It is a well-known fact that if we want people to speak Irish at home, the standing of the language nationally and internationally will be of major importance. It will come as an eye-opener to many to find out there are universities in the United States, Canada, Australia, Sweden, Norway, Holland, Russia, Germany, Austria, Italy, England, Scotland, Wales, Poland and Japan teaching modern Irish. That will give people a sense that many in other parts of the world value the Irish language and assist our effort to put the Irish language in its proper international context. A side effect of this scheme is that many of the students who study Irish in these universities visit Ireland and the Gaeltacht where they provide an economic boost and encourage people at home to learn the language.
The budget for the Department of Education and Science runs to billions of euro and adding €300,000 to that budget would make little change in the number of schools teaching through English in the Gaeltacht. That is not fundamentally an issue of money but of policy, with which we are dealing in a different context. The Deputy might clarify whether his party if it were in Government would scrap this scheme and put the money into something else.
Mr. McGinley: Is scéim úr é seo, agus is é an rud is tábhachtaí ná gur comhartha aitheantais é do na hinstitiúidí sna tíortha a luaigh an tAire a bhfuil Gaeilge á teagasc agus á labhairt acu. Is cuimhin liom nuair a bhí mé in Harvard. Bhí ranganna Gaeilge ar siúl ansin agus bhí cailín amháin ansin as Honolulu nach raibh in Éirinn ariamh agus bhí Gaeilge le blás chúige Mumhan aici.
Ní easaontaím leis an mhéid a bhí le rá ag an Teachta O’Shea maidir le teagasc na Gaeilge sna scoileannna Gaeltachta. An bhfuil mórán iarratas istigh ar an scéim seo go dtí seo agus an mbeidh an tAire ábalta freastal ar na hiarratais go léir atá istigh?
Éamon Ó Cuív:
Bunaithe ar líon na
n-institiúidí tríú leibhéil atá ag múineadh na Gaeilge, tá chuile sheans go mbeidh an t-éileamh níos mó ná an ciste agus sin an fáth go gcaithfidh critéir a bheith ann faoi cad iad na tionscnaimh a roghnóimid. Ar ndóigh, tá buntáiste ag baint leis sin, mar tuigfidh na hinstitiúidí seo go mbeidh iomaíocht ann agus cuirfidh sé sin feabhas mór ar na hiarratais a thiocfas, mar beidh an-dúil ag daoine teacht ar an airgead seo ach beidh orthu iarratas thar a bheith foirfe a chur ar fáil leis an gciste a fháil. Tá spriocdháta den 8 Nollaig le hiarratais a chur isteach agus ansin déanfaimid cinneadh go luath sa mbliain 2006.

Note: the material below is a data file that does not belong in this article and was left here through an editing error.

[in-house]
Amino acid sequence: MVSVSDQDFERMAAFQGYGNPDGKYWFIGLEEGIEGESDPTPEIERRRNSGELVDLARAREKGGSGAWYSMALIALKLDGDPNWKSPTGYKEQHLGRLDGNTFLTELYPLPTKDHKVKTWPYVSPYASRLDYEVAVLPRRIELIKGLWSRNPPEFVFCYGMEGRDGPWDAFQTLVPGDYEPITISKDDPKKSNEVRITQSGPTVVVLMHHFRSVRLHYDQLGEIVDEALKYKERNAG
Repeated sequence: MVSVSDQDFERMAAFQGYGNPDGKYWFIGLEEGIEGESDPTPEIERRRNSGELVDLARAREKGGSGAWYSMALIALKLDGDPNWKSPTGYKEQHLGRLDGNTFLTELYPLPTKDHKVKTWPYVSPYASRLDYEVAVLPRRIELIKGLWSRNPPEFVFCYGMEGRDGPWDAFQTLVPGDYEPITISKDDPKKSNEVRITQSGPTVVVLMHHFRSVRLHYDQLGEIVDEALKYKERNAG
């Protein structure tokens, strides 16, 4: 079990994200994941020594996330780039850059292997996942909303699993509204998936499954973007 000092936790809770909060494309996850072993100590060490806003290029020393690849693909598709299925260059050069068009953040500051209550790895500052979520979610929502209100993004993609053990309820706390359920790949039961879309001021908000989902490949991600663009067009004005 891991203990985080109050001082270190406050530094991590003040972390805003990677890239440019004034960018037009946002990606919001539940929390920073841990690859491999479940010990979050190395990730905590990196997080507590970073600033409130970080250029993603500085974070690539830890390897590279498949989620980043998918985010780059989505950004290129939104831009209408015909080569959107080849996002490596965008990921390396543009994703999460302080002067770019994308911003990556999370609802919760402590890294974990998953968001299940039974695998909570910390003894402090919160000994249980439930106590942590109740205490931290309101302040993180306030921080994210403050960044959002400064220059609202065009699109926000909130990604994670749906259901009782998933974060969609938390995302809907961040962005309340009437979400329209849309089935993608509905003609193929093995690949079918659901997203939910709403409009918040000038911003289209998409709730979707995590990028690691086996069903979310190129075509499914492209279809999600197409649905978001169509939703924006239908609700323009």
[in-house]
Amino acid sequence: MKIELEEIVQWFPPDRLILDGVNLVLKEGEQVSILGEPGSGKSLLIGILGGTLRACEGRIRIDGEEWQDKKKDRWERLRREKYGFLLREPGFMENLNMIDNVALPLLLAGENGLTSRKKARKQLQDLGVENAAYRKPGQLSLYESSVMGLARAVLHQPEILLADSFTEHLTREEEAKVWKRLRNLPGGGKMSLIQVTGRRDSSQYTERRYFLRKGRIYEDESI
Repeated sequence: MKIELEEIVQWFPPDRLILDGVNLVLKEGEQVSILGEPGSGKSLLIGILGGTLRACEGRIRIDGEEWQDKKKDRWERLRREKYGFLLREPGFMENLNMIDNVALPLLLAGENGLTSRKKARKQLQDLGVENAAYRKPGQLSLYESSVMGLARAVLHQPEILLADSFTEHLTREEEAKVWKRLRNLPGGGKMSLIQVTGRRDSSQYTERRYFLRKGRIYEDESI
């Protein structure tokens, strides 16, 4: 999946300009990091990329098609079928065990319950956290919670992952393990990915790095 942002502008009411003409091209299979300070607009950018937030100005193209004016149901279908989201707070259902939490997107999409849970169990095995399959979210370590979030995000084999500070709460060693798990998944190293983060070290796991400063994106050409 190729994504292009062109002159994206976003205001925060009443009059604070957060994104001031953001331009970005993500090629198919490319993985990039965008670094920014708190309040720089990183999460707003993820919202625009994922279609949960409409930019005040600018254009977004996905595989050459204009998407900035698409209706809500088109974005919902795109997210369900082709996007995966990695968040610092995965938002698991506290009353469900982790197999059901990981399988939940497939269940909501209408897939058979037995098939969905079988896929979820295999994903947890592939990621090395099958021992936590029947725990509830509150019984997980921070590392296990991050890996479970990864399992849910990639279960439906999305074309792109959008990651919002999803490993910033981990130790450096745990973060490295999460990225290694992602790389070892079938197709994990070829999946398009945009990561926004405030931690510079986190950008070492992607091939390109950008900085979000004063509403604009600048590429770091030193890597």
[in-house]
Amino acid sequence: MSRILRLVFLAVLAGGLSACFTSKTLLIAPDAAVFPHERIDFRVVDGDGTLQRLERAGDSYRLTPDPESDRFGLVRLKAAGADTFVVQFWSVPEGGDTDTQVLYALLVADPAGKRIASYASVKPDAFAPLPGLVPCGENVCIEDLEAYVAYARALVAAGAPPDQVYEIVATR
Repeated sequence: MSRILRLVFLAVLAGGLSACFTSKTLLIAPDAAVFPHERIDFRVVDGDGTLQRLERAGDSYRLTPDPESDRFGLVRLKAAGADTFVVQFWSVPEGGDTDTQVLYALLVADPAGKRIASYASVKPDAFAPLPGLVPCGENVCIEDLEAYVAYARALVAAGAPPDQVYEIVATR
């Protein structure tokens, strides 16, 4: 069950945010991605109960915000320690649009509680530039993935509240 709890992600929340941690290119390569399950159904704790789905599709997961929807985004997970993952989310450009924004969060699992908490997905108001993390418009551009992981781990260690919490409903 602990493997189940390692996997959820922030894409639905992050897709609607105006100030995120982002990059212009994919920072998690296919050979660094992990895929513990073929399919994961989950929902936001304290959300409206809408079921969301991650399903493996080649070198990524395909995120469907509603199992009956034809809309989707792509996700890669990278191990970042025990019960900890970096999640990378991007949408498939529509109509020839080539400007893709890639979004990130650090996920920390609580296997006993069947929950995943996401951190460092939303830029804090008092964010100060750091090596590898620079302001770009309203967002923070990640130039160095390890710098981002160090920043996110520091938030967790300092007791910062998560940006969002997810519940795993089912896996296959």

Níl a fhios agam an bhfuil aon iarratas faighte fós, ach táimid tar éis é seo a phoibliú go forleathan, go mór-mhór ag úsáid na
n-ambasáidíéagsúla. Chomh maith leis sin, rinne muid féin taighde ar na hollscoileanna atá ag múineadh na Gaeilge ar fud an domhain. Tá a fhios againn fúthu. Tá cinn nua ag teacht chun tosaigh an t-am ar fad, agus is rud maith é sin. D’fhéadfadh sé tarlú go mbeadh institiúidí nua ag teacht chun tosaigh — agus ba bhreá linn é sin — mar gheall ar an tionscnamh seo.
I ngach uile thír eile ar domhan, caithfear airgead ag cur cultúr na tíre sin chun cinn — smaoiním go mór-mhór ar an airgead a chaitheann muintir na Fraince ag cur na Fraincise chun cinn mar theanga. Is rud an-mhaith é go gcaithfidh muidne cúpla pingin ag cur oidhreachta agus teanga na hÉireann chun cinn ar fud an domhain agus tá tábhacht aige.
Is ceist eile ar fad í, nach bhfuil baint mhaith, olc nó dhona leis seo, an fhadhb i mbunscoileanna agus meánscoileanna na Gaeltachta. Mar a dúirt mé, is ceist polasaí níos mó ná airgid í sin. Is ceist do thuismitheoiríí, cosúil le go leor ceisteanna eile. Beidh mé féin agus an tAire Oideachais agus Eolaíochta, an Teachta Hanafin, ag déileáil léi agus beidh an ciste atá bunaithe le haghaidh na Gaelscolaíochta agus an oideachais trí Ghaeilge á dhéanamh sin freisin. Ní fheicim baint dá laghad aige, áfach, le hábhar na ceiste seo, ach mar a dúirt mé, b’fhéidir gurb é polasaí Pháirtí an Lucht Oibre go gcuirfeadh séé seo ar ceal dá mbeadh sé i gcumhacht.
Éamon Ó Cuív: Ní thuigim cén bhaint atá aige sin le hollscolaíocht trí Ghaeilge ar fud an domhain. Mar a tharlaíonn sé, tá ceist Dála eile thíos ar an gceist sin inniu, agus má bhreathnaíonn an Teachta ar fhreagra na ceiste sin, gheobhaidh sé an t-eolas.